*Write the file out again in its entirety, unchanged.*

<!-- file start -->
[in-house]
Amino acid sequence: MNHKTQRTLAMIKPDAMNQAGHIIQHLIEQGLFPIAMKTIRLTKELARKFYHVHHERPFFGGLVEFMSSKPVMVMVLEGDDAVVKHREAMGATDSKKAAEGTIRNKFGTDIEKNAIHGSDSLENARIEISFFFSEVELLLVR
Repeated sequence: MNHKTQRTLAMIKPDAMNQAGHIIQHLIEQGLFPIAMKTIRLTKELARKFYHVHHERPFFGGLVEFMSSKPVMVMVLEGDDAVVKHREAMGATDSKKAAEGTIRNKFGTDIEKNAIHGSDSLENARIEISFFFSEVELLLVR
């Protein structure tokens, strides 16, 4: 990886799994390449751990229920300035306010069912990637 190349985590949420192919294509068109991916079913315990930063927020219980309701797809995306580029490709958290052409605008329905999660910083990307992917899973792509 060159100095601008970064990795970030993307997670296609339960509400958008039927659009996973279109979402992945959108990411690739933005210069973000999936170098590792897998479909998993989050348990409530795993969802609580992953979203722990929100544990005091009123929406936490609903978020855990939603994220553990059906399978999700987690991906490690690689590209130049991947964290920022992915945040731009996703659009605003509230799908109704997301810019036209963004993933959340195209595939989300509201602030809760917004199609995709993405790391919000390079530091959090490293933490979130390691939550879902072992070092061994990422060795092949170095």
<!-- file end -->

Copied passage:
[in-house]
Amino acid sequence: MNHKTQRTLAMIKPDAMNQAGHIIQHLIEQGLFPIAMKTIRLTKELARKFYHVHHERPFFGGLVEFMSSKPVMVMVLEGDDAVVKHREAMGATDSKKAAEGTIRNKFGTDIEKNAIHGSDSLENARIEISFFFSEVELLLVR
Repeated sequence: MNHKTQRTLAMIKPDAMNQAGHIIQHLIEQGLFPIAMKTIRLTKELARKFYHVHHERPFFGGLVEFMSSKPVMVMVLEGDDAVVKHREAMGATDSKKAAEGTIRNKFGTDIEKNAIHGSDSLENARIEISFFFSEVELLLVR
């Protein structure tokens, strides 16, 4: 990886799994390449751990229920300035306010069912990637 190349985590949420192919294509068109991916079913315990930063927020219980309701797809995306580029490709958290052409605008329905999660910083990307992917899973792509 060159100095601008970064990795970030993307997670296609339960509400958008039927659009996973279109979402992945959108990411690739933005210069973000999936170098590792897998479909998993989050348990409530795993969802609580992953979203722990929100544990005091009123929406936490609903978020855990939603994220553990059906399978999700987690991906490690690689590209130049991947964290920022992915945040731009996703659009605003509230799908109704997301810019036209963004993933959340195209595939989300509201602030809760917004199609995709993405790391919000390079530091959090490293933490979130390691939550879902072992070092061994990422060795092949170095």